He Loves You in Silence

It is one of the loudest things you will ever hear.

The silence of God.

The battle-torn heart-cry rasps your voice, your cheeks redden, salt-burned with tears, and you raise your face, hoping to hear a word…hoping to hear anything at all…

But there is only the sound of the blood pulsing in your ears and the rise and fall of your breath marking out the moments of no answers.

You likely wrestle with His silence just as I do .

When He is silent, I reflect on why I am silent at times.

I ponder and remain silent. But then, He ponders nothing. There is no need. He knows all things.

When overwhelmed or distracted, I speak little. But a God who is perfectly attentive to all things can never share those all-too-common human weaknesses.

God is not an overwhelmed, cosmic, short-order cook, nor is He frozen in thought like Rodin’s famous Thinker, but trying to make sense of the silence, I often default to my own, most-negative reasons for wordlessness.

Upon growing unhappy, angry or indifferent, I ignore the object of my displeasure. When someone I care about is in distress or need, I want to answer. When they need to talk, I want to be there. When there is trust, there is open communication.

But when I am hurt, betrayed or ridiculed, I grow silent.

So often, in moments of God’s silence, I make Him over in my own image and assign to His inaction reasons of my own styling.

God is angry at me.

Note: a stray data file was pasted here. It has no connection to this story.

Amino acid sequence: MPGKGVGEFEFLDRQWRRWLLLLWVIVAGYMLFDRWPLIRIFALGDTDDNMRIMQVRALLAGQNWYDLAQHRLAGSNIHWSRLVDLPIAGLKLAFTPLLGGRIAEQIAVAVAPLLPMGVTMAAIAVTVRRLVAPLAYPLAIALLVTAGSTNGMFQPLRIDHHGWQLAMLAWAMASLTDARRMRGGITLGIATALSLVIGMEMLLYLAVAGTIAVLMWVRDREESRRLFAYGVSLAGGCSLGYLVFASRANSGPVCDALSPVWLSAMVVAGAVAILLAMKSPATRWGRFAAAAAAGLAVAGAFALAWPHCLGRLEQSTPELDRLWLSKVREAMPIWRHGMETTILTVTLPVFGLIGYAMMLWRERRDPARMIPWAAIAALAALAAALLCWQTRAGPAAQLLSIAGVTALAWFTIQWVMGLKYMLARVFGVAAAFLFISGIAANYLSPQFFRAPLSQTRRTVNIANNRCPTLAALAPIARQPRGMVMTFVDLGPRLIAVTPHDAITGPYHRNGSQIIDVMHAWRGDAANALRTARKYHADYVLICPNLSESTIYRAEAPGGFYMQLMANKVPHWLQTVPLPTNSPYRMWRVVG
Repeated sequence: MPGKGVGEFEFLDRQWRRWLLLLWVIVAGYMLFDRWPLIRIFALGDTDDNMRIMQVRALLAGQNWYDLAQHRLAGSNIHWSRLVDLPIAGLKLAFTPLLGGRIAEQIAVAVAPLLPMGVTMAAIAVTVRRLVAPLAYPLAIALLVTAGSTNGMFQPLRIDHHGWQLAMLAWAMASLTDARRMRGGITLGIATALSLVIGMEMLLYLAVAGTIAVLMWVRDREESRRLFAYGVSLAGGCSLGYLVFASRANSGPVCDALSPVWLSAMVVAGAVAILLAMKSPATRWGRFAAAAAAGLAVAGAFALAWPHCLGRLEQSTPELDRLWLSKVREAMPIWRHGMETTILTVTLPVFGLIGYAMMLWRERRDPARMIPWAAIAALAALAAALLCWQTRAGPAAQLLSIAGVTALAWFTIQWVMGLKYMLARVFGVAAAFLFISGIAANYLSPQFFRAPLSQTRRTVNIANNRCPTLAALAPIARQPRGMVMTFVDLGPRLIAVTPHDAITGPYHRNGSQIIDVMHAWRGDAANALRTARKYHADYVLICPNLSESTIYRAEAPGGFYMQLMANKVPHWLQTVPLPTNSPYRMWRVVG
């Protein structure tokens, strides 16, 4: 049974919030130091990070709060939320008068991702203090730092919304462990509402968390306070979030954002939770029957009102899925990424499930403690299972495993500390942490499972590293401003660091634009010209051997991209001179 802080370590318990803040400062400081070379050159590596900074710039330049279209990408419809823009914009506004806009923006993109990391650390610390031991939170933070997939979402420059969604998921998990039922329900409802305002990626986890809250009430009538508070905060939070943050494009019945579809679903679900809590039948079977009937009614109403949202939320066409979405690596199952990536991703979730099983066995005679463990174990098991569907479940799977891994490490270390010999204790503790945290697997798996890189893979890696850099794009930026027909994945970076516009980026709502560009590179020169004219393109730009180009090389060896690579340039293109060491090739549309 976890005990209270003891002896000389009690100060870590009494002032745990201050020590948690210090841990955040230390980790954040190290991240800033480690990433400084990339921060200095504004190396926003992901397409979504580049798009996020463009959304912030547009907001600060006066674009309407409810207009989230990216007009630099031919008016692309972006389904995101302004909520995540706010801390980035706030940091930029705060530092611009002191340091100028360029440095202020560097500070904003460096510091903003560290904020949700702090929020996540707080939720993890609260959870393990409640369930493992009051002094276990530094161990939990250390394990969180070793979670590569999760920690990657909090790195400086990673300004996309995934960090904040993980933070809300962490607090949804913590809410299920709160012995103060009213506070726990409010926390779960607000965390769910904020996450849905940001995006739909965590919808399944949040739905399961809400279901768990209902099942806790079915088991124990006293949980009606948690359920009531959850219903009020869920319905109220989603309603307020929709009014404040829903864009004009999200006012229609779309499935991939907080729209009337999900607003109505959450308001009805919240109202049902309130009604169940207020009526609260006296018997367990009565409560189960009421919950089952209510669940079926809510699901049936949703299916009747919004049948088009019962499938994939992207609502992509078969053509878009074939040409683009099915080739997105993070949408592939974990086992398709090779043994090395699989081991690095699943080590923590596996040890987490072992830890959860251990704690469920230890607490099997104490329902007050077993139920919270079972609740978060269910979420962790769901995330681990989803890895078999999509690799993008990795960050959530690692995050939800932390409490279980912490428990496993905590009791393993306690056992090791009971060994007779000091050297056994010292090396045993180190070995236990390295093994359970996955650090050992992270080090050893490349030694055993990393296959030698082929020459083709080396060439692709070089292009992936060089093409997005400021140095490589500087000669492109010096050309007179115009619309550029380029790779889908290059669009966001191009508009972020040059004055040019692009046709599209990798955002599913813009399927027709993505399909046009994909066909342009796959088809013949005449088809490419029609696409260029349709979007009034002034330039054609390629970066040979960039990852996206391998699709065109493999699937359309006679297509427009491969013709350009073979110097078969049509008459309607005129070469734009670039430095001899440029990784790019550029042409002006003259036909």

God does not care.

God is ignoring my cry.

None of which are true, as one of His children, but still the thoughts come.

A quick look over the Psalms will yield evidence of His silence while the cries of His people echo loudly…

O my God, I cry by day, but you do not answer, and by night, but I find no rest (Psalm 22:2).

Awake! Why are you sleeping, O Lord? Rouse yourself! Do not reject us forever! Why do you hide your face? Why do you forget our affliction and oppression? For our soul is bowed down to the dust; our belly clings to the ground. Rise up; come to our help! Redeem us for the sake of your steadfast love! (Psalm 44:23-26).

O God, do not keep silence; do not hold your peace or be still, O God! (Psalm 83:1).

And one of the most heart-rending statements can be found in Job…

I cry to you for help and you do not answer me; I stand, and you only look at me (Job 30:20).

“You only look at me…”  The very statement makes me think of a child crying for a father who just stares, unmoved, and does nothing.

The silence of God can be terrifying. In the midst of fear and uncertainty, when we seem to need a word from Him most, He is often silent.

So what do we do when we are worried, fearful and seeking, but the heavens are brass? We may have repented of everything He has brought to our minds, and approach Him with pure hands and a clean heart, and yet only have the silence to ring back upon itself.

So what do we make of His silences?